The ESA is an intergovernmental organization dedicated to space exploration which is comprised of 22 member states in Europe, including 20 EU countries plus Norway and Switzerland.
"The good thing is that these [Russian Proton-M] rockets are extremely reliable, and we are always happy to work together with our Russian colleagues because we don't have such equipment in Europe," he said.
Touching on Mars-related research, Koschny said that scientists have already seen "a lot of evidence for even liquid water" on the Red Planet.
"Definitely, there is water on Mars, but the question is where is it and in what form is it," he pointed out.
The interview came after the ExoMars mission to search for the presence of life on Mars was launched from the Baikonur Cosmodrome in Kazakhstan on Monday.
The ExoMars spaceships — the orbital and the landing modules — will be put into orbit by Russia's Proton-M space rocket.Roscosmos, the main goal of the mission is to find traces of methane in the planet's atmosphere, which would confirm the presence of life on Mars now or in the past, as well as to verify key technology for the second part of the ExoMars mission, scheduled for 2018.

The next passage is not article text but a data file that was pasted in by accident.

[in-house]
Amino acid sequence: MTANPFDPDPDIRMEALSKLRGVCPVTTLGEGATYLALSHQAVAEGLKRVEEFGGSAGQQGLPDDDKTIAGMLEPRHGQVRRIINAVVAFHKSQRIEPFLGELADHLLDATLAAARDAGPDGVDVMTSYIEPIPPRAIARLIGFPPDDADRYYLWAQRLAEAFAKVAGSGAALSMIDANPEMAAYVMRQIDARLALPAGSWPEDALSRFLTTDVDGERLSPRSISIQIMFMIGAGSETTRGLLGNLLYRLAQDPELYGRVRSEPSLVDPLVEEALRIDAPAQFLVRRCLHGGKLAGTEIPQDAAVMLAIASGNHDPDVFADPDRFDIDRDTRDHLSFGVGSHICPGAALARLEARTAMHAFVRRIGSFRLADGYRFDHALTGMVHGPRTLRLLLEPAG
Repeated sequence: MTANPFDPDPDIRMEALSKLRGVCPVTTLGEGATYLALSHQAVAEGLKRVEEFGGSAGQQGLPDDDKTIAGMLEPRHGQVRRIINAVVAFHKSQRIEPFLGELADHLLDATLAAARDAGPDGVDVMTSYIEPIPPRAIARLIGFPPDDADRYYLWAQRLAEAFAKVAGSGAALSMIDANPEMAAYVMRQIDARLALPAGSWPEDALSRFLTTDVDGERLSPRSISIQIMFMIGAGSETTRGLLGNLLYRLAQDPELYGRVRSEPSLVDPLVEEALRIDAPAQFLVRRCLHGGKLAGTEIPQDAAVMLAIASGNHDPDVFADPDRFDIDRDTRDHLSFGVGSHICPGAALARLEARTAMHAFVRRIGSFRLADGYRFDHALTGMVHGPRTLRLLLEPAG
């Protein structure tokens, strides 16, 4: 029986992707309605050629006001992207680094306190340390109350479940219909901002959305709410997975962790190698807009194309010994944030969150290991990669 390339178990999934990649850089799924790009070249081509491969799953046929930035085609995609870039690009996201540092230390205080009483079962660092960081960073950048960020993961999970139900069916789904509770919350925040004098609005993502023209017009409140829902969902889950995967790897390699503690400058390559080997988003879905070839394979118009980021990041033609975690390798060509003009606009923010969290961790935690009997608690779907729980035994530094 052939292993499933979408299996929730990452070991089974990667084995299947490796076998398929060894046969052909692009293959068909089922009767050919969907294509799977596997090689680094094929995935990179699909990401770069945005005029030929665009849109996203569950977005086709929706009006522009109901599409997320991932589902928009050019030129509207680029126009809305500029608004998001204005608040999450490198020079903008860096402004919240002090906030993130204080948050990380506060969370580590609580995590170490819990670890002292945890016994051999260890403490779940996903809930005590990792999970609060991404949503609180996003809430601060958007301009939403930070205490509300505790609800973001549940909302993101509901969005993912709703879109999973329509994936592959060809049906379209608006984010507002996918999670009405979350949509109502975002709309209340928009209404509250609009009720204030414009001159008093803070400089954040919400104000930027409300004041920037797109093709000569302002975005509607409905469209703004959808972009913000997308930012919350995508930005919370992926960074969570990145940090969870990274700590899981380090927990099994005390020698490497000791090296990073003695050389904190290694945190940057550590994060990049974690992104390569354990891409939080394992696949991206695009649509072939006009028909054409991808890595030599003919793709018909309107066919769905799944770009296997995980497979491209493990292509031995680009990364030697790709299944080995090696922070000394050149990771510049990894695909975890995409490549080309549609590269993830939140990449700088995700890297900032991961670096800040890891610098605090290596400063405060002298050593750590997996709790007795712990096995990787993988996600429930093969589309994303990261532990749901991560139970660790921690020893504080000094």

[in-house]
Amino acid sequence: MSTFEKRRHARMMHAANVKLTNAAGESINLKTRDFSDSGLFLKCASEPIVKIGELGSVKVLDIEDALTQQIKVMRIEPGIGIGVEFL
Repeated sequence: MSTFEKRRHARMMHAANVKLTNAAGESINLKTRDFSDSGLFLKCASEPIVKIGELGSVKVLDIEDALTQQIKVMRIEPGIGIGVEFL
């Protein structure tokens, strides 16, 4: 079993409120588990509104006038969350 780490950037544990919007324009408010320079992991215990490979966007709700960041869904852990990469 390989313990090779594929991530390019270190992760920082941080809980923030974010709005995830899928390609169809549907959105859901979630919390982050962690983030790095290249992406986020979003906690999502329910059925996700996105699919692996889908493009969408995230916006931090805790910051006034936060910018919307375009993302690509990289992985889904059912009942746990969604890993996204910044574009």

The European Space Agency and Roscosmos agreed to develop the ExoMars program in 2012 to investigate the atmosphere of Mars and explore possible traces of life on the Red Planet.
Monday's orbital probe launch is expected to be followed by a Mars rover probe in 2018.